Big Names Rush to Offer Virtualization Tools

Nature may abhor a vacuum, but vendors often abhor it even more because it means leaving money on the table. The latest space that vendors are looking to fill is a lack of tools to manage virtual machines.

Enterprises sorely need these tools as they virtualize. According to a survey of 1,000 IT managers at large enterprises worldwide conducted by Symantec (NASDAQ: SYMC), organizations are leaving out 35 percent of their virtual servers from their disaster recovery plans because they don’t have the right tools to manage them.

With an eye on that need, Hewlett-Packard (NYSE: HPQ), BMC Software (NYSE: BMC) and Fortisphere unveiled virtual infrastructure management tools today. For HP and BMC, this means extending their physical IT infrastructure management tools into the virtual environment, while Fortisphere rolled out a new version of its virtual environment management application.

Yet HP, BMC and Fortisphere enter a market already brimming with early movers looking to cash in on a need for management tools. Their announcements also come two weeks before VMworld 2008, VMware’s (NYSE: VMW) user conference in Las Vegas, during which several more vendors are expected to announce new products.

One way the newest entrants expect to stand out is that all three support hypervisors from multiple virtualization vendors, including Microsoft (NASDAQ: MSFT).

Working with different types of hypervisors is essential because “organizations will have three or four virtualization technologies in their environment over time,” BMC chief technology officer Tom Bishop told

By adding virtual management capabilities to their existing tools for managing the physical environment, HP and BMC are aiming to bring critical management capabilities to the virtual infrastructure — such as application lifecycle management features, combining version control and change, configuration , release and asset management.

“You have to manage virtualization in the context of everything else you have to do,” Bishop said.

It’s also a good selling point because it lets enterprises leverage their existing tools.

Customers “don’t want to have more tools, they don’t want new processes, they want processes and tools they’re already using to support both their physical and virtual resources,” John Bennett, HP’s worldwide director for datacenter transformation solutions, told

The management tools

That’s borne out by the Symantec survey, which found that when it comes to backing up virtual servers, the biggest problem for 44 percent of North American respondents is the plethora of different tools available for physical and virtual environments.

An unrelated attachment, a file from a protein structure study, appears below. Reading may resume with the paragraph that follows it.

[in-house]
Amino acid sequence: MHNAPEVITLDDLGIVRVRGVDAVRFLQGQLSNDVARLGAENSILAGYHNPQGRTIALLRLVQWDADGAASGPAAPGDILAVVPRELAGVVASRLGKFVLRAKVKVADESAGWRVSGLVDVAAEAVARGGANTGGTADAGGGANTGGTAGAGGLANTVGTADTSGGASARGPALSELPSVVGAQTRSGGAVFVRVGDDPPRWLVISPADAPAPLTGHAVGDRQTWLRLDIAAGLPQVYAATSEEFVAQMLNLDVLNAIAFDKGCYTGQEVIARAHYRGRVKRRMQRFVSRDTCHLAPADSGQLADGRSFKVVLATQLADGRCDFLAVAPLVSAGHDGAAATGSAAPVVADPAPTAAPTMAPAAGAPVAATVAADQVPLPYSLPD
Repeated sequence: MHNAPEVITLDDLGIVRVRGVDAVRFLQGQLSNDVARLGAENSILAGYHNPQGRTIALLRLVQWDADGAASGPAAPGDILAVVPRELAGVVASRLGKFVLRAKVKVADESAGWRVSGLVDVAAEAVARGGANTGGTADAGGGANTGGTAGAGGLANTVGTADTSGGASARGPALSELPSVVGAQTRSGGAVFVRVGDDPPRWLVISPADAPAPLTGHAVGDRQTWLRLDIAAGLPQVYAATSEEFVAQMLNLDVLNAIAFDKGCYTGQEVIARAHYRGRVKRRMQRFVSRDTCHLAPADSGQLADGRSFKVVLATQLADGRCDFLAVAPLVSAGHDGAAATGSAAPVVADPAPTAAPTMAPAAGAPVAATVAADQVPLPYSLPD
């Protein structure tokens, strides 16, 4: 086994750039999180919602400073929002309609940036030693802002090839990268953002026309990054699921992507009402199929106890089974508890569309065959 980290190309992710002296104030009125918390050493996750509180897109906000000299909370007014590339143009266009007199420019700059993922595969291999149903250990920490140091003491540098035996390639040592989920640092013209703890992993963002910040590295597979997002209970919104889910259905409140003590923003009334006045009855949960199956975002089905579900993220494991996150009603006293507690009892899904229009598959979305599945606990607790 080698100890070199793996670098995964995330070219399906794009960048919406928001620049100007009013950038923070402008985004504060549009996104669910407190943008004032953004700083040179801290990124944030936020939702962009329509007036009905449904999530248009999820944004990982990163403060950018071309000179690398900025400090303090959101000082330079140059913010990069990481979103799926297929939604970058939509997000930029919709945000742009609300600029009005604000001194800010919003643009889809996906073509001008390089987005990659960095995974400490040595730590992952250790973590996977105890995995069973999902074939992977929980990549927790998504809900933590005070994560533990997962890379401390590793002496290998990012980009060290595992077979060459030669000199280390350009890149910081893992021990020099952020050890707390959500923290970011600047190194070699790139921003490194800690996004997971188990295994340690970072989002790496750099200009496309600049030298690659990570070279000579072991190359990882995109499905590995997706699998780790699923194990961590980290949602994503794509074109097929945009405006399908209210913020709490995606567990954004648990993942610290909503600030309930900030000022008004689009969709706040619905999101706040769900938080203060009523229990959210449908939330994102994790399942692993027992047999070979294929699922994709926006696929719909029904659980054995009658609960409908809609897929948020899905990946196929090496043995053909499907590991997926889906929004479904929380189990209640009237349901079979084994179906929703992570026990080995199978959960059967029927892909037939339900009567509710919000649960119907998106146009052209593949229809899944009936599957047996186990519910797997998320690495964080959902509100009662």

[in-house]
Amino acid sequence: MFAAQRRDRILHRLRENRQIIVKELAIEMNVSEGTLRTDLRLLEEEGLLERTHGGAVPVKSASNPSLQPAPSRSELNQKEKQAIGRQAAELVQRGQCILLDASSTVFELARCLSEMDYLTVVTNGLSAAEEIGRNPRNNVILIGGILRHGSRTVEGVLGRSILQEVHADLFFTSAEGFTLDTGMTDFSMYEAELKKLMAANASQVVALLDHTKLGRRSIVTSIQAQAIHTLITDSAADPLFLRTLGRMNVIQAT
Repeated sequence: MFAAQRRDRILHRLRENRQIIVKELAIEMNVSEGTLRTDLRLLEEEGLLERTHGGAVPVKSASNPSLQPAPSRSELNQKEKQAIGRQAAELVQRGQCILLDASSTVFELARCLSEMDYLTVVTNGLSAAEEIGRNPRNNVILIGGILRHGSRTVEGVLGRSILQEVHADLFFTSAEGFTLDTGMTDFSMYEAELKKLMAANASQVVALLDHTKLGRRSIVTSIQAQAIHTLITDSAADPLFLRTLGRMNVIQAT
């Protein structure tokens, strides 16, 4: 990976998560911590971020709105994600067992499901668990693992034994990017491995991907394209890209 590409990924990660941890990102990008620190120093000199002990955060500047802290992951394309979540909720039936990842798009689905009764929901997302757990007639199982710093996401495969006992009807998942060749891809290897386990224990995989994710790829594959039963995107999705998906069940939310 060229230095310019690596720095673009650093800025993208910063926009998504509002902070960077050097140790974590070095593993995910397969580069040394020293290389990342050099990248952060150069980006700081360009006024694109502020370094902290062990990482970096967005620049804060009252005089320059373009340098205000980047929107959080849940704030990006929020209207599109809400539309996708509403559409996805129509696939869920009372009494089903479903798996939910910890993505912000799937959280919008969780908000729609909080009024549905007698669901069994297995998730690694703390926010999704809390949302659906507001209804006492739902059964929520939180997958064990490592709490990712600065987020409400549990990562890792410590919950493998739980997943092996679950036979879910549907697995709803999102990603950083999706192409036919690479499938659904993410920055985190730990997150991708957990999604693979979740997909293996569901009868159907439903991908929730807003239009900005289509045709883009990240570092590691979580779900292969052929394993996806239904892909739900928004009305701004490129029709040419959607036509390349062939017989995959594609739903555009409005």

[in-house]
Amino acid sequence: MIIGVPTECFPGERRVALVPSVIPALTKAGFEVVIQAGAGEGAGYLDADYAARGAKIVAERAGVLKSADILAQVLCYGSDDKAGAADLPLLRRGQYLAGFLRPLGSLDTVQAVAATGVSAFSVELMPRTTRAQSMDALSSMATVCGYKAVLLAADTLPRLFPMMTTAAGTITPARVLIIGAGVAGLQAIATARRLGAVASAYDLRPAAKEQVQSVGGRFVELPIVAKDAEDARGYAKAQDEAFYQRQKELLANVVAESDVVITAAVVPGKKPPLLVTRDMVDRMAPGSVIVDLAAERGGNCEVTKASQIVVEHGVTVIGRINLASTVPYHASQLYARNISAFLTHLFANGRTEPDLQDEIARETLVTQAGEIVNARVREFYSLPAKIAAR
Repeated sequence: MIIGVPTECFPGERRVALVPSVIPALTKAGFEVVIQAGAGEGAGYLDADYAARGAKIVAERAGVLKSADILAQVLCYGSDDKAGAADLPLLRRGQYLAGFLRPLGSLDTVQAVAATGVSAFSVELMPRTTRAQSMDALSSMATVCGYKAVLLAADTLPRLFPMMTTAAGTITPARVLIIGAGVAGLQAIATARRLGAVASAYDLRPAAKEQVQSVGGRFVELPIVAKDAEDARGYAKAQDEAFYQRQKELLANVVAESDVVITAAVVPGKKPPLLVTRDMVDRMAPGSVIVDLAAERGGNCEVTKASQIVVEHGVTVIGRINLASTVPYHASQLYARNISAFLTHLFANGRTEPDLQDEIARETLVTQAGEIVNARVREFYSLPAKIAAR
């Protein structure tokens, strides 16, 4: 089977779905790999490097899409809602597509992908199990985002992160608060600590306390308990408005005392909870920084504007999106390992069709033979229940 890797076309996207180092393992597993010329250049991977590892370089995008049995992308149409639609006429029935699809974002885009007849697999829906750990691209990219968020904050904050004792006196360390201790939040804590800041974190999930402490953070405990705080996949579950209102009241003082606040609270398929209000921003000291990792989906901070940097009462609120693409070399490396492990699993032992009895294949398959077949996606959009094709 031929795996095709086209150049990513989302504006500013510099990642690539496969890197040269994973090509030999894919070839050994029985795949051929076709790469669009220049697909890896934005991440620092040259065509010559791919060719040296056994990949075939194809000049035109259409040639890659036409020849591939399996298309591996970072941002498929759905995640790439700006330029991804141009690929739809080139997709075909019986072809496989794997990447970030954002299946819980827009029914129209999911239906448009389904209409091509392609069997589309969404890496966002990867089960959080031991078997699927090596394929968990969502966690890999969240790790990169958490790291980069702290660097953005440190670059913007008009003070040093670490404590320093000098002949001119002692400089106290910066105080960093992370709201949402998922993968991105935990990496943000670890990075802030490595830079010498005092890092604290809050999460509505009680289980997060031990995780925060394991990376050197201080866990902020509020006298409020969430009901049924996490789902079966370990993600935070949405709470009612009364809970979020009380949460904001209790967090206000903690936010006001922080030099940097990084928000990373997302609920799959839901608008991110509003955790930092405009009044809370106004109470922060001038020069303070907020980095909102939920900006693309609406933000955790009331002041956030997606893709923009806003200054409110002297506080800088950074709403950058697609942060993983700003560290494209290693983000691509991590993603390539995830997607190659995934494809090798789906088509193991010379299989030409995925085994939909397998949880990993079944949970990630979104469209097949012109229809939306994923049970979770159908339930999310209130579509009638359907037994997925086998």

BMC has unveiled nine solutions to manage both physical and virtual environments. These are based on process workflows developed by the firm that automate management of the environment.

That’s important because virtualization “is a trade-off between agility and control, and intelligent automation is the solution to that trade-off,” Bishop said.

Automated recovery tools are critical in disaster recovery, especially when it comes to simplifying the task of recovery on virtual machines. The lack of such tools posed a problem for 41 percent of respondents to the Symantec survey.

Meanwhile, HP has enhanced its Business Service Management (BSM) and IT Service Management (ITSM) solutions with virtualization monitoring and support capabilities. In addition, HP is announcing new agreements with Red Hat (NYSE: RHT) to jointly develop integrated solutions in HP’s BSM and Business Service Automation lines. These will let customers “seamlessly automate the management of Red Hat servers in heterogeneous environments with HP tools,” Bennett said.

HP and Red Hat have been partnering for several years. In November, HP released new Multi-Level Security (MLS) Services for Red Hat Enterprise Linux 5 to support the latter’s federal government push. In April, Red Hat reciprocated by announcing users could achieve significant virtualization performance gains when coupling high-performance device drivers with Quad-Core AMD (NYSE: AMD) Opteron processors in HP ProLiant DL585 G5 servers.

Fortisphere and other players

Like the larger vendors, Fortisphere is seeking to leverage existing systems and infrastructure management tools. The company, which provides policy-based virtualization management software, unveiled Fortisphere Virtual Essentials 2.0, which can work with existing physical infrastructure management tools from various vendors, the company said.

New capabilities in this release include agentless inspection of offline virtual machines (VMs), more information about VM configurations and an enhanced policy framework.

Several solutions already exist for managing the virtual and physical environments. Players include IBM (NYSE: IBM), ManageIQ, Avocent (NASDAQ: AVCT), Apani, KACE, the SAS Institute, and CA (NASDAQ: CA). Microsoft is scheduled to ship Virtual Machine Manager (VMM) 2008 to manage Hyper-V toward the end of the year, and Novell (NASDAQ: NOVL) announced in February that it would buy PlateSpin, whose products manage virtual and physical environments, for $205 million.

BMC’s Bishop isn’t concerned about his company’s late entry to the market. “We wanted to be the best, not the first,” he said.

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